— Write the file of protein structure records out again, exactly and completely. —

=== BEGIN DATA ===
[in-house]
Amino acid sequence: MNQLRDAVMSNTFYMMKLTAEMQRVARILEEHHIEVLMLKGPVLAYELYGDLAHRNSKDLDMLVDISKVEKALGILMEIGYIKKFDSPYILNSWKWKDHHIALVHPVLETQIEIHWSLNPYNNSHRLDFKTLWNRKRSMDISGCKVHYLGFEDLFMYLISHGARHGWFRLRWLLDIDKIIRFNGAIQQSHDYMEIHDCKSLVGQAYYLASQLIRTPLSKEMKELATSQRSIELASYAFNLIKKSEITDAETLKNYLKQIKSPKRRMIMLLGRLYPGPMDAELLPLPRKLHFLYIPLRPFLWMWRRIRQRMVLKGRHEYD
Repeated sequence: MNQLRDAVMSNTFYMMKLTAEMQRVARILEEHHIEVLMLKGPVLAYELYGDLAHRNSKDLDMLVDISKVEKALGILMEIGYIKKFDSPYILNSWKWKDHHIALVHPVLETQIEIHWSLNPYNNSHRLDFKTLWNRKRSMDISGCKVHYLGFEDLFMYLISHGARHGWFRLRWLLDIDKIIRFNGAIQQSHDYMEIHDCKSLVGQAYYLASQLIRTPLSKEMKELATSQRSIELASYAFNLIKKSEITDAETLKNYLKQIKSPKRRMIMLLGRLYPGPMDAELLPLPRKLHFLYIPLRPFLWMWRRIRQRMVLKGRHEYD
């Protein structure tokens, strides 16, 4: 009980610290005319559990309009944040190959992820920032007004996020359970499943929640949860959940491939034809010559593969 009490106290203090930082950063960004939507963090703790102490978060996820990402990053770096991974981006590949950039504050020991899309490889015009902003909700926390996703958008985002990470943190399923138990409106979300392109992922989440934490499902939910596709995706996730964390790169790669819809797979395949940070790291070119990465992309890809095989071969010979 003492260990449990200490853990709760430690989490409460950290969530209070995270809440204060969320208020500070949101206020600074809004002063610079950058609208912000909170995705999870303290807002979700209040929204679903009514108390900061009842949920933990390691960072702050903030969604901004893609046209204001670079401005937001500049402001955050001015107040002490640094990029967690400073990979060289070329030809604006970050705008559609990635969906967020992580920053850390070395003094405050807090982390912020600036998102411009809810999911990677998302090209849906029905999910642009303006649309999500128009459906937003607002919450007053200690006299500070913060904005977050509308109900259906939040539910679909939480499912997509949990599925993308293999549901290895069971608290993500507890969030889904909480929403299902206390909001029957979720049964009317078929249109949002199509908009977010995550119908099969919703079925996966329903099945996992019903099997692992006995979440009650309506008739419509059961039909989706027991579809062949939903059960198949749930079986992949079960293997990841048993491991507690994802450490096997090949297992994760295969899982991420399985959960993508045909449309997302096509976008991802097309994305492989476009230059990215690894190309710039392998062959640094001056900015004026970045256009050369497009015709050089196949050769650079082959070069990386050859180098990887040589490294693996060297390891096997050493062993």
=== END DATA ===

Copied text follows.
[in-house]
Amino acid sequence: MNQLRDAVMSNTFYMMKLTAEMQRVARILEEHHIEVLMLKGPVLAYELYGDLAHRNSKDLDMLVDISKVEKALGILMEIGYIKKFDSPYILNSWKWKDHHIALVHPVLETQIEIHWSLNPYNNSHRLDFKTLWNRKRSMDISGCKVHYLGFEDLFMYLISHGARHGWFRLRWLLDIDKIIRFNGAIQQSHDYMEIHDCKSLVGQAYYLASQLIRTPLSKEMKELATSQRSIELASYAFNLIKKSEITDAETLKNYLKQIKSPKRRMIMLLGRLYPGPMDAELLPLPRKLHFLYIPLRPFLWMWRRIRQRMVLKGRHEYD
Repeated sequence: MNQLRDAVMSNTFYMMKLTAEMQRVARILEEHHIEVLMLKGPVLAYELYGDLAHRNSKDLDMLVDISKVEKALGILMEIGYIKKFDSPYILNSWKWKDHHIALVHPVLETQIEIHWSLNPYNNSHRLDFKTLWNRKRSMDISGCKVHYLGFEDLFMYLISHGARHGWFRLRWLLDIDKIIRFNGAIQQSHDYMEIHDCKSLVGQAYYLASQLIRTPLSKEMKELATSQRSIELASYAFNLIKKSEITDAETLKNYLKQIKSPKRRMIMLLGRLYPGPMDAELLPLPRKLHFLYIPLRPFLWMWRRIRQRMVLKGRHEYD
């Protein structure tokens, strides 16, 4: 009980610290005319559990309009944040190959992820920032007004996020359970499943929640949860959940491939034809010559593969 009490106290203090930082950063960004939507963090703790102490978060996820990402990053770096991974981006590949950039504050020991899309490889015009902003909700926390996703958008985002990470943190399923138990409106979300392109992922989440934490499902939910596709995706996730964390790169790669819809797979395949940070790291070119990465992309890809095989071969010979 003492260990449990200490853990709760430690989490409460950290969530209070995270809440204060969320208020500070949101206020600074809004002063610079950058609208912000909170995705999870303290807002979700209040929204679903009514108390900061009842949920933990390691960072702050903030969604901004893609046209204001670079401005937001500049402001955050001015107040002490640094990029967690400073990979060289070329030809604006970050705008559609990635969906967020992580920053850390070395003094405050807090982390912020600036998102411009809810999911990677998302090209849906029905999910642009303006649309999500128009459906937003607002919450007053200690006299500070913060904005977050509308109900259906939040539910679909939480499912997509949990599925993308293999549901290895069971608290993500507890969030889904909480929403299902206390909001029957979720049964009317078929249109949002199509908009977010995550119908099969919703079925996966329903099945996992019903099997692992006995979440009650309506008739419509059961039909989706027991579809062949939903059960198949749930079986992949079960293997990841048993491991507690994802450490096997090949297992994760295969899982991420399985959960993508045909449309997302096509976008991802097309994305492989476009230059990215690894190309710039392998062959640094001056900015004026970045256009050369497009015709050089196949050769650079082959070069990386050859180098990887040589490294693996060297390891096997050493062993």